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Re: I am a fledgling new member...

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  • sandman6294
    ... all a bit overwhelming and so fascinating to read about all things Slovak.I have been quite ignorant until now and must catch up. I have requested a family
    Message 1 of 4 , Mar 5, 2006
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      >...I am very engaged by all the e-mails and want to say that it is
      all a bit overwhelming and so fascinating to read about all things
      Slovak.I have been quite ignorant until now and must catch up. I have
      requested a family tree from a cousin and know that John Sabanosh, my
      grandfather, originated in Hanusovce.<

      Welcome to S-W. There are a couple of Hanusovce in Slovakia but the
      name is found in the Eastern Slovakia town of Hanusovce nad Toplou (
      http://www.hanusovce.sk/ ). There are four Sabanos^(pronounced
      Sabanosh)listed in the online SK phone directory (
      http://www.zoznamst.sk/eng/index.html ) for the town. Most of the
      other Sabanos^ listed in the directory are also from the area around
      Hanusovce nad Toplou. There is a Jan Sabanos, age 26, farmer in the
      EIDB. He is shown arriving in January 1895. Do you know what
      religion they were?

      >He is deceased as is my grandmother, Mary Ruchinsky. I do not know
      where in Slovakia she originated from.<

      I found three Ruc^insky (pronounced Ruchinsky) in the SK online
      directory. Two are located in Eastern Slovakia.

      >Does anyone know the term "sprosti ivan" (sp.?)? My mother used to
      use that term.<

      Others on this list could handle this better but the term "sprost-" I
      believe would have negative connotations. If I'm in the ball park it
      could mean rude or something similar. If it was "prost-" it could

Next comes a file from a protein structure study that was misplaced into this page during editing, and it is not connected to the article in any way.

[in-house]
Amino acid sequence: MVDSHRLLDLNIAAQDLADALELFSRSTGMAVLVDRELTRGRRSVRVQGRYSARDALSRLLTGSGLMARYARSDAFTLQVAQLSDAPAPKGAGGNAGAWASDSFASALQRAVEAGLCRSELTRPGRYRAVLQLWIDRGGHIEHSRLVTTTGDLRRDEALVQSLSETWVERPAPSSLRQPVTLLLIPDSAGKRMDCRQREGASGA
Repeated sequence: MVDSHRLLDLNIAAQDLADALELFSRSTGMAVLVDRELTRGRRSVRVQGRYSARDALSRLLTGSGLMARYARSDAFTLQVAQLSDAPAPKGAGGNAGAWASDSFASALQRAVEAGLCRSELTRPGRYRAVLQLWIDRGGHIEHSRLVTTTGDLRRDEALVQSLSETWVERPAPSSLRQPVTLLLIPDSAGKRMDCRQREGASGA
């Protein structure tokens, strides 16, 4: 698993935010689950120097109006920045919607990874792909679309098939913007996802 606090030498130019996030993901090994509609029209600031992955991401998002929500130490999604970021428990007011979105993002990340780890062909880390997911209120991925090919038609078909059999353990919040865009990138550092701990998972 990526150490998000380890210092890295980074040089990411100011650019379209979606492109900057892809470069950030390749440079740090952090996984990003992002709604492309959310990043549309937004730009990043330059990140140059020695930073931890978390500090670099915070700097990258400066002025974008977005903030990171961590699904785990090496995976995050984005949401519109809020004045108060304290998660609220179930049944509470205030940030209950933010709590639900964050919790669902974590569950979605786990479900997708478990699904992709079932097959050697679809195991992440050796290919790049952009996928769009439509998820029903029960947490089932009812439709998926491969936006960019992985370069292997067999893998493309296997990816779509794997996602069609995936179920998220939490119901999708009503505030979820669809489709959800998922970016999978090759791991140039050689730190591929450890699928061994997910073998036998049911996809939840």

mean "just", "straightforward" or "simple" i.e. "honest John"(?).

      >She told me so many stories but I found storks used to sit on the
      roof<

      Storks do migrate each year to Slovakia, among other countries.

      >and the wolves would also hide on the roof in the winter when the
      snow was high to pounce on an unsuspecting human<

      This probably came from old legends and folklore.

      >and all the animals would have to be taken in the house for fear of
      the wolves.<

      I believe most peasant homes were built with attached stables and it
      was normal to have the animals in the stables.

      >Also, supposedly my grandfather John Sabanosh belonged to a family
      with many brothers and they had a ranch and raised cattle and tanned
      the leather hides. Then they exported them and that is how they
      traveled to America, on business as exporters of fine leather goods. <

      Ranches, as we know them in America, did not exist in Slovakia.
      Typically, most people lived on small subsistence farms. Having many
      brothers could be a problem. I'm not certain how the inheritance
      customs worked in Slovakia but I believe the property went to the
      eldest son. As a result, the others became farm workers or, in the
      nineteenth and twentieth century, emigrated to America. They may